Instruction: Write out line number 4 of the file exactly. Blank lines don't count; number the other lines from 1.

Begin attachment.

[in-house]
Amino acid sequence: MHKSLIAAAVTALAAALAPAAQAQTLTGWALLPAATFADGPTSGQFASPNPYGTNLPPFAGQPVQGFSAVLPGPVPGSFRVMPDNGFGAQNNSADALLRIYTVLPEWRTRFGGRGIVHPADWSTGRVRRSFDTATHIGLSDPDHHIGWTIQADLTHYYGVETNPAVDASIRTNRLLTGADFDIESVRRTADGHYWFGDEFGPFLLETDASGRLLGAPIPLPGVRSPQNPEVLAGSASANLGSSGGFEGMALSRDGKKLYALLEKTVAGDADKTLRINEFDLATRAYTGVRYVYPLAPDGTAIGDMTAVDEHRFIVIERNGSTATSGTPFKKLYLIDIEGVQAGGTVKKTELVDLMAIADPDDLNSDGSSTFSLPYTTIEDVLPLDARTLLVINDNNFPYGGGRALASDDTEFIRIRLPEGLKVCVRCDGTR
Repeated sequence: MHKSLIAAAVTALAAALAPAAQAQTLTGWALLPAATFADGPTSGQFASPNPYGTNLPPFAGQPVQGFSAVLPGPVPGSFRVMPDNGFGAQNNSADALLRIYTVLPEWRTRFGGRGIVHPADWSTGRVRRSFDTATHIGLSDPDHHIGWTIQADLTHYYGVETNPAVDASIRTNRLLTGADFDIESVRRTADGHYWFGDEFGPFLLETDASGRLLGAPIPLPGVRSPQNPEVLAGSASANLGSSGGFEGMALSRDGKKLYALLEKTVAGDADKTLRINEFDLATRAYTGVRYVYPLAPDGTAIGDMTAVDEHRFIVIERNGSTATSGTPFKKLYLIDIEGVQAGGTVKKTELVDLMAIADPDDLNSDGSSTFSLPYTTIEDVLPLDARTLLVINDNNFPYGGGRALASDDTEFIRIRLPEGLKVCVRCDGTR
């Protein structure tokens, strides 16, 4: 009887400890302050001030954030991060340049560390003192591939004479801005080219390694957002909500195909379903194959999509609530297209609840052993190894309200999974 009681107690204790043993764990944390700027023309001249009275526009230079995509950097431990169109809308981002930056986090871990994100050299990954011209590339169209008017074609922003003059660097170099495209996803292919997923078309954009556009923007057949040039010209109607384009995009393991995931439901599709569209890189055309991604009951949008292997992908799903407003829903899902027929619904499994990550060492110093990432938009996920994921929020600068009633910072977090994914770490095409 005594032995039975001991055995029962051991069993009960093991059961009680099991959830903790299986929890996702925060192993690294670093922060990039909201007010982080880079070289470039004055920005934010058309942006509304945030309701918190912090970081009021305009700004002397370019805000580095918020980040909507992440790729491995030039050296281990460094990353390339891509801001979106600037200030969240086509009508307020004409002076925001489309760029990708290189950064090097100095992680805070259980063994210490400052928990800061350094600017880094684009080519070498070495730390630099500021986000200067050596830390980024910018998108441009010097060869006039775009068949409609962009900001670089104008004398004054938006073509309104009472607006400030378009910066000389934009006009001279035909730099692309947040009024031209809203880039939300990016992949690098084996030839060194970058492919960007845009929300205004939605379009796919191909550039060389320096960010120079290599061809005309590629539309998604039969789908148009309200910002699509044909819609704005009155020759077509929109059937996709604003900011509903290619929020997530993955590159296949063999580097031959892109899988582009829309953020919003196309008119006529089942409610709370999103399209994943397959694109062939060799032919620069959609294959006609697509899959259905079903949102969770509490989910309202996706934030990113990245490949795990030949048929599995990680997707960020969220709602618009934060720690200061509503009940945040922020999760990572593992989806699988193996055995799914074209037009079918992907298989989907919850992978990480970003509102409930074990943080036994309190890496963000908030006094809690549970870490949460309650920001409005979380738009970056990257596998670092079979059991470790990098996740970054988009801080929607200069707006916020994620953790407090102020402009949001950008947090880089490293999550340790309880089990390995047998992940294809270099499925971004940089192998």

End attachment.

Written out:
């Protein structure tokens, strides 16, 4: 009887400890302050001030954030991060340049560390003192591939004479801005080219390694957002909500195909379903194959999509609530297209609840052993190894309200999974 009681107690204790043993764990944390700027023309001249009275526009230079995509950097431990169109809308981002930056986090871990994100050299990954011209590339169209008017074609922003003059660097170099495209996803292919997923078309954009556009923007057949040039010209109607384009995009393991995931439901599709569209890189055309991604009951949008292997992908799903407003829903899902027929619904499994990550060492110093990432938009996920994921929020600068009633910072977090994914770490095409 005594032995039975001991055995029962051991069993009960093991059961009680099991959830903790299986929890996702925060192993690294670093922060990039909201007010982080880079070289470039004055920005934010058309942006509304945030309701918190912090970081009021305009700004002397370019805000580095918020980040909507992440790729491995030039050296281990460094990353390339891509801001979106600037200030969240086509009508307020004409002076925001489309760029990708290189950064090097100095992680805070259980063994210490400052928990800061350094600017880094684009080519070498070495730390630099500021986000200067050596830390980024910018998108441009010097060869006039775009068949409609962009900001670089104008004398004054938006073509309104009472607006400030378009910066000389934009006009001279035909730099692309947040009024031209809203880039939300990016992949690098084996030839060194970058492919960007845009929300205004939605379009796919191909550039060389320096960010120079290599061809005309590629539309998604039969789908148009309200910002699509044909819609704005009155020759077509929109059937996709604003900011509903290619929020997530993955590159296949063999580097031959892109899988582009829309953020919003196309008119006529089942409610709370999103399209994943397959694109062939060799032919620069959609294959006609697509899959259905079903949102969770509490989910309202996706934030990113990245490949795990030949048929599995990680997707960020969220709602618009934060720690200061509503009940945040922020999760990572593992989806699988193996055995799914074209037009079918992907298989989907919850992978990480970003509102409930074990943080036994309190890496963000908030006094809690549970870490949460309650920001409005979380738009970056990257596998670092079979059991470790990098996740970054988009801080929607200069707006916020994620953790407090102020402009949001950008947090880089490293999550340790309880089990390995047998992940294809270099499925971004940089192998």